The following year Gregson faced unknown criminal charges and was suspended from the RCMP.

It was determined Gregson was not meeting the standard of conduct expected from a Mountie; and an RCMP tribunal decided he was to resign or be discharged.

Gregson appealed the decision but found himself in hot water again after showing up at a commanding officer's home. He was ordered not to appear unannounced at the home of RCMP officers. Gregson disobeyed that order when he showed up at the home of the RCMP Commissioner in Ottawa.

On November 19, 2009, the tribunal reached the decision again, following the appeal, Gregson was to resign or be discharged.

He was officially discharged on December 2, 2009.

Czapnik was killed while on duty outside the Ottawa Hospital Civic Campus on December 29, 2009.

The court also learned that Gregson lied to the RCMP in 2005 when he said he was taking annual leave to go to Ontario. Jay said he went to South Africa and received weapons training. Gregson wanted the training on his file, though it was not recognized by the RCMP.

Furthermore, Gregson was on administrative duties and not allowed to carry a gun at the time he took it upon himself to receive this training.

Jay said it is not unusual for officers to seek out training independently. However, Gregson did ask for leave to visit family in Ontario but really used it to travel to South Africa and gain skills using firearms.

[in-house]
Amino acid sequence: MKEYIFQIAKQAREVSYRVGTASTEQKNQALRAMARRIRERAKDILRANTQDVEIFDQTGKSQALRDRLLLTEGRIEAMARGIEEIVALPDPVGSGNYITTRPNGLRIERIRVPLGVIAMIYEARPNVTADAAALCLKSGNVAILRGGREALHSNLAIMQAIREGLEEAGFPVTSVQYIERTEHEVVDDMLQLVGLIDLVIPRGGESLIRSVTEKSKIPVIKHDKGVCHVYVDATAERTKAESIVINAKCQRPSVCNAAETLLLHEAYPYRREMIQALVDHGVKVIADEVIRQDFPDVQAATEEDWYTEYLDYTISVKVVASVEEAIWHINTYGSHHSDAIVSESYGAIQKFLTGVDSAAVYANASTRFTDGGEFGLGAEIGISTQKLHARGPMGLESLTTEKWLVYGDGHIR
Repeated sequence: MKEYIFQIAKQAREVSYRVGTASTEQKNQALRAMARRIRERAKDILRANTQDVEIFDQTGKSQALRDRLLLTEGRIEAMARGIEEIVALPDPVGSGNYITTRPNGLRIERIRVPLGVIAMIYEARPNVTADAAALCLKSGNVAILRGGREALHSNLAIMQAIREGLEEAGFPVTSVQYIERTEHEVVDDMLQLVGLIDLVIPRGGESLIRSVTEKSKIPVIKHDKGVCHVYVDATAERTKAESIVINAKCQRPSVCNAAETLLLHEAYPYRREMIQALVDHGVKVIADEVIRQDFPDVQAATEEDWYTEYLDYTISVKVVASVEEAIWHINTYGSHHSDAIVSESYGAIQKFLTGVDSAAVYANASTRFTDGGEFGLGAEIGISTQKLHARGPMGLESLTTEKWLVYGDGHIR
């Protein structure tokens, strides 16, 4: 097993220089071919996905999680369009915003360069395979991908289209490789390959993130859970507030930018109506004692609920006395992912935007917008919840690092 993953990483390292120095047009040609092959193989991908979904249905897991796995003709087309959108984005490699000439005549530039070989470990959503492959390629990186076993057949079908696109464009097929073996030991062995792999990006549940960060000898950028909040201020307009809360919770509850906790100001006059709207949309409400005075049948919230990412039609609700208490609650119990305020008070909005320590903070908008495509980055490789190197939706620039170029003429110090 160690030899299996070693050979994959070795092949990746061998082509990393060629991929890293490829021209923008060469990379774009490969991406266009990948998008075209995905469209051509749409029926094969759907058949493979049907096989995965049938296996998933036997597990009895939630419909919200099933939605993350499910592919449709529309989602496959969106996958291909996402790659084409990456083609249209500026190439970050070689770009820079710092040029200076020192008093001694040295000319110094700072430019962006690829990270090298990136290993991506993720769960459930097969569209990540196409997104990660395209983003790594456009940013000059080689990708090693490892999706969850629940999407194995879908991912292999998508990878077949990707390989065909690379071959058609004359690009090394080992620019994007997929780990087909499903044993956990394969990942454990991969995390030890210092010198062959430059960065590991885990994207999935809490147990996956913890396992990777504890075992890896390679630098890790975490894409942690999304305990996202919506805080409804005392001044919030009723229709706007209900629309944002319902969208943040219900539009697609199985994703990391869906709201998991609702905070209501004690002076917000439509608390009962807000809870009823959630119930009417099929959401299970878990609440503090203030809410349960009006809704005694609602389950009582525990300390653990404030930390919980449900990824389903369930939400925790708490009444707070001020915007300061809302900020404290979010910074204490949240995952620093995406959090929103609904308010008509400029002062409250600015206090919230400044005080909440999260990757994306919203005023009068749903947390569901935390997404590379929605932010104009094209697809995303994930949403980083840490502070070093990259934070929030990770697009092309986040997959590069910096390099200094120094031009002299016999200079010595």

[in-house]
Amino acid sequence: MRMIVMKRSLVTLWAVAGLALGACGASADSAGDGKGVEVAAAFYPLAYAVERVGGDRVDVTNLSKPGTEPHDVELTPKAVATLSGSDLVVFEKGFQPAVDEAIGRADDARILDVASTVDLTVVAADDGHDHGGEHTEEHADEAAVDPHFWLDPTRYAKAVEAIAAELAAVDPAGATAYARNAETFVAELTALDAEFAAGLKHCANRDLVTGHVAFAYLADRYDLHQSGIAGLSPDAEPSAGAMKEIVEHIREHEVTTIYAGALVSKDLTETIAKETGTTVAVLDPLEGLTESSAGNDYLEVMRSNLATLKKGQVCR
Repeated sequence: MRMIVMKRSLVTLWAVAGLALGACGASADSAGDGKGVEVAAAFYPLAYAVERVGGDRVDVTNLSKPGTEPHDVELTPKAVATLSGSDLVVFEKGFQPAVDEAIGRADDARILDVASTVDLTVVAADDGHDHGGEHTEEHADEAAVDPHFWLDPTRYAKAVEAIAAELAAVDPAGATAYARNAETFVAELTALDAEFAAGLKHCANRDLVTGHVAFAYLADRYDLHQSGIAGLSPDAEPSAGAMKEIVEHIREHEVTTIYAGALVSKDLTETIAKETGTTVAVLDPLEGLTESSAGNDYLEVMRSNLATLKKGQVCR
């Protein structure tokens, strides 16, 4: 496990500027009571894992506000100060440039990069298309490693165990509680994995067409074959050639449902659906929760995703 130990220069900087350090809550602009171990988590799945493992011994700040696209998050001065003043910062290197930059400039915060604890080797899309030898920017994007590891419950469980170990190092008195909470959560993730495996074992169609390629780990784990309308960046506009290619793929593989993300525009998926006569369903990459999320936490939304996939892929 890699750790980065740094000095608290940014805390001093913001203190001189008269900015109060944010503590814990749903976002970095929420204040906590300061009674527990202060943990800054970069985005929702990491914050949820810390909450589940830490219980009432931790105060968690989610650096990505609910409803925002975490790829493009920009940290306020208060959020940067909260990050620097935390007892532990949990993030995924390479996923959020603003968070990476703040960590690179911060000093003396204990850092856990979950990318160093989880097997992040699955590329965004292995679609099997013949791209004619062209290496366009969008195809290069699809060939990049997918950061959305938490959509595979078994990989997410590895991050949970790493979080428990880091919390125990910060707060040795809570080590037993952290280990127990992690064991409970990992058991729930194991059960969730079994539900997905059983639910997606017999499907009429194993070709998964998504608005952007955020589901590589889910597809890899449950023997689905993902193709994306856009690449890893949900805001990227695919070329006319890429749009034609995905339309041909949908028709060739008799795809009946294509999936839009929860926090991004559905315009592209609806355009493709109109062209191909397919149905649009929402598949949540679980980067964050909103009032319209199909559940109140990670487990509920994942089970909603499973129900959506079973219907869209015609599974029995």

Former Mormon Bishop Robert Howe also testified that Gregson once threatened him with a knife saying, "You don't know how many ways I've been taught to kill a man."

The following are details from Kevin Gregson's employment with the RCMP:

January 21, 1988                    begins cadet training at RCMP depot

August 4, 1998                       begins working as an RCMP constable

April 18, 2000                        receives commanding officer's commendation 

August 21, 2000                     transferred to Cumberland House Detachment

January 27, 2001                    accused of excessive force in relation to a prisoner

December 11, 2002                acquitted if criminal charges related to allegations of excessive use

August 15, 2003                     transferred to the Humboldt Detachment

April 5, 2004                          request for transfer to attend Air Marshall Program

January 12, 2005                    placed on administrative duty pending health assessments

May 14, 2006                         incident with Robert Howe

September 27, 2006               placed on paid suspension

July 16, 2008                          advised by adjudication board to resign or be dismissed (decision appealed) 

July 6, 2009                            advised that pay and allowances be stopped

November 19, 2009               advised by adjudication board to resign or be dismissed (decision not appealed)

November 20, 2009               advised that pay and allowances have stopped and $27, 350.93 owed to RCMP

December 2, 2009                  discharged from the RCMP

With a report from CTV Ottawa's Catherine Lathem